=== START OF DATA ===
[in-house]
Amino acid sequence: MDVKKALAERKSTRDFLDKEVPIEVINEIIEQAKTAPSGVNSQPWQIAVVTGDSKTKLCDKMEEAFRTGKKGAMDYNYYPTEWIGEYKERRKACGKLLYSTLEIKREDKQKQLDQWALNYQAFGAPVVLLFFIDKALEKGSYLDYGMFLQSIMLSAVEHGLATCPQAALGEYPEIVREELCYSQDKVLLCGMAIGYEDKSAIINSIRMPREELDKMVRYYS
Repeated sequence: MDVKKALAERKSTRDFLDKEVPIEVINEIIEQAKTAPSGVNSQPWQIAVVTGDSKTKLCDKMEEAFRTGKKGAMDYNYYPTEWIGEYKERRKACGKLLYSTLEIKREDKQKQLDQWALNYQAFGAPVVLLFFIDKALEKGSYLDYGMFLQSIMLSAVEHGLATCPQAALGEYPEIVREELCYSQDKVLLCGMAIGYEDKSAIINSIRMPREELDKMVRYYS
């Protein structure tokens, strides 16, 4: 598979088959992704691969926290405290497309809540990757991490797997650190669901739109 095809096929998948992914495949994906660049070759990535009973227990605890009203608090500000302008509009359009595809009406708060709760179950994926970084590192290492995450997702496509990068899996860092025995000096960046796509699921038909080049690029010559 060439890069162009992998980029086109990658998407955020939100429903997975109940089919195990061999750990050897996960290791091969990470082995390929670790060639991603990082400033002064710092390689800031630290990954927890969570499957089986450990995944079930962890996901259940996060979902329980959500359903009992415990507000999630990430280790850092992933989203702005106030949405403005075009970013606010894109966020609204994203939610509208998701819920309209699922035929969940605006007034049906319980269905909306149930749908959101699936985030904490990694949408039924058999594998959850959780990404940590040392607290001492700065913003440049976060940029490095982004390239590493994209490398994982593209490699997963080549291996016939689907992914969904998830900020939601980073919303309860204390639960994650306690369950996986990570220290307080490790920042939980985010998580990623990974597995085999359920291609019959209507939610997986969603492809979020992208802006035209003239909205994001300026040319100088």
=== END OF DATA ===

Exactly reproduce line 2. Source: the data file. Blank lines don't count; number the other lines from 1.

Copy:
Amino acid sequence: MDVKKALAERKSTRDFLDKEVPIEVINEIIEQAKTAPSGVNSQPWQIAVVTGDSKTKLCDKMEEAFRTGKKGAMDYNYYPTEWIGEYKERRKACGKLLYSTLEIKREDKQKQLDQWALNYQAFGAPVVLLFFIDKALEKGSYLDYGMFLQSIMLSAVEHGLATCPQAALGEYPEIVREELCYSQDKVLLCGMAIGYEDKSAIINSIRMPREELDKMVRYYS